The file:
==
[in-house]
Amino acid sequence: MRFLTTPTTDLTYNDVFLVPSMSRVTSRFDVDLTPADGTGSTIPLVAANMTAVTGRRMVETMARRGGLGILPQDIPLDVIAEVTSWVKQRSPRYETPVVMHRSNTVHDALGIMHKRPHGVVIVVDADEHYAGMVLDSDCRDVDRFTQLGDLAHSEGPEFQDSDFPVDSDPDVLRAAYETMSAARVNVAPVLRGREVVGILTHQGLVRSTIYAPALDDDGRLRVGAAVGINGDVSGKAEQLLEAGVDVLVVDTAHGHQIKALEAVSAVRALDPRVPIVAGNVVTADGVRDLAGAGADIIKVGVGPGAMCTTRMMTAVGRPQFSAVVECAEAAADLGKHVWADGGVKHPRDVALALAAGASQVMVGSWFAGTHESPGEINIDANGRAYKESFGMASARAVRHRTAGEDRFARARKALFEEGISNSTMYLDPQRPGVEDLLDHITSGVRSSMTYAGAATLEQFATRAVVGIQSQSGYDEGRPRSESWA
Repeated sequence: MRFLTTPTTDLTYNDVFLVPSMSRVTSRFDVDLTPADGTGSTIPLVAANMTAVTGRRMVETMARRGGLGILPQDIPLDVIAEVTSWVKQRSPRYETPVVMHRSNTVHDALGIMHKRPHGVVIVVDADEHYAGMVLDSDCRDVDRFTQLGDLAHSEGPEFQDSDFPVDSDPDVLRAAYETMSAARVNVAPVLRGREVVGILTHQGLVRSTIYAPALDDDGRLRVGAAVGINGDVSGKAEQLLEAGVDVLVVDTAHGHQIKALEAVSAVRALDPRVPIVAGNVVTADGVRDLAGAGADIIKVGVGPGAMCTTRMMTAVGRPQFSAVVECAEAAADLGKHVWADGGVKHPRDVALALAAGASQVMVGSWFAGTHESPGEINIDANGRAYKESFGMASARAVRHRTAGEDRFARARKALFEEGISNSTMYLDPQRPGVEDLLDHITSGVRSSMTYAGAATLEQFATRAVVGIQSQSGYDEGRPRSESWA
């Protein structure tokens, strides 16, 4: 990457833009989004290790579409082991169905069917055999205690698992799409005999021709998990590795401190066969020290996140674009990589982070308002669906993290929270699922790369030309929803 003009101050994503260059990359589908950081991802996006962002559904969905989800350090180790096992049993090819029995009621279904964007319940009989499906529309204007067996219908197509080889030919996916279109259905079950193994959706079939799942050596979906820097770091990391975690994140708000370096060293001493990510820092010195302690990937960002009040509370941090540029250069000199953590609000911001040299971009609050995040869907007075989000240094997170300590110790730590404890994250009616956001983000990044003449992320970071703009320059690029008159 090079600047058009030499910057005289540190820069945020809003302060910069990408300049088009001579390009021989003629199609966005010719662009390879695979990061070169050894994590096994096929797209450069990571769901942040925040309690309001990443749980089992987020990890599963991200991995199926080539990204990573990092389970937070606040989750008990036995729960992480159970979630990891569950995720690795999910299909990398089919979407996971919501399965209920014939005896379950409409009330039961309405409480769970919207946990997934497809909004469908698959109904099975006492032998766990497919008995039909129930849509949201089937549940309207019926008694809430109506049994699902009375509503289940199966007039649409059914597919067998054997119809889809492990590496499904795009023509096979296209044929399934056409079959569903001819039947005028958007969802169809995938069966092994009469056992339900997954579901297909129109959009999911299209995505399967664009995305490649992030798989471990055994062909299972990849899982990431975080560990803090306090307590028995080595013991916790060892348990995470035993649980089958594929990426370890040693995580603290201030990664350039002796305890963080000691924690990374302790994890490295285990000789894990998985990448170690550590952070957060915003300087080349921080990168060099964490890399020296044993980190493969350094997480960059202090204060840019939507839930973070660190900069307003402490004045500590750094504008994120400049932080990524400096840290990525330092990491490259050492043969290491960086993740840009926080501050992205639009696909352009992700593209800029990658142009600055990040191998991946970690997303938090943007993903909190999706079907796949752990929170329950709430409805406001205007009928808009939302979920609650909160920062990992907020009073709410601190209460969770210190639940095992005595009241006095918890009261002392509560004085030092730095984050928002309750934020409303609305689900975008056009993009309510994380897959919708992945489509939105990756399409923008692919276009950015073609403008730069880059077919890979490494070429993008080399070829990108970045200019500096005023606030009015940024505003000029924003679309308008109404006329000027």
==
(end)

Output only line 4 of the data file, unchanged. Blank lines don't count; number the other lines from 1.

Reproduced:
């Protein structure tokens, strides 16, 4: 990457833009989004290790579409082991169905069917055999205690698992799409005999021709998990590795401190066969020290996140674009990589982070308002669906993290929270699922790369030309929803 003009101050994503260059990359589908950081991802996006962002559904969905989800350090180790096992049993090819029995009621279904964007319940009989499906529309204007067996219908197509080889030919996916279109259905079950193994959706079939799942050596979906820097770091990391975690994140708000370096060293001493990510820092010195302690990937960002009040509370941090540029250069000199953590609000911001040299971009609050995040869907007075989000240094997170300590110790730590404890994250009616956001983000990044003449992320970071703009320059690029008159 090079600047058009030499910057005289540190820069945020809003302060910069990408300049088009001579390009021989003629199609966005010719662009390879695979990061070169050894994590096994096929797209450069990571769901942040925040309690309001990443749980089992987020990890599963991200991995199926080539990204990573990092389970937070606040989750008990036995729960992480159970979630990891569950995720690795999910299909990398089919979407996971919501399965209920014939005896379950409409009330039961309405409480769970919207946990997934497809909004469908698959109904099975006492032998766990497919008995039909129930849509949201089937549940309207019926008694809430109506049994699902009375509503289940199966007039649409059914597919067998054997119809889809492990590496499904795009023509096979296209044929399934056409079959569903001819039947005028958007969802169809995938069966092994009469056992339900997954579901297909129109959009999911299209995505399967664009995305490649992030798989471990055994062909299972990849899982990431975080560990803090306090307590028995080595013991916790060892348990995470035993649980089958594929990426370890040693995580603290201030990664350039002796305890963080000691924690990374302790994890490295285990000789894990998985990448170690550590952070957060915003300087080349921080990168060099964490890399020296044993980190493969350094997480960059202090204060840019939507839930973070660190900069307003402490004045500590750094504008994120400049932080990524400096840290990525330092990491490259050492043969290491960086993740840009926080501050992205639009696909352009992700593209800029990658142009600055990040191998991946970690997303938090943007993903909190999706079907796949752990929170329950709430409805406001205007009928808009939302979920609650909160920062990992907020009073709410601190209460969770210190639940095992005595009241006095918890009261002392509560004085030092730095984050928002309750934020409303609305689900975008056009993009309510994380897959919708992945489509939105990756399409923008692919276009950015073609403008730069880059077919890979490494070429993008080399070829990108970045200019500096005023606030009015940024505003000029924003679309308008109404006329000027």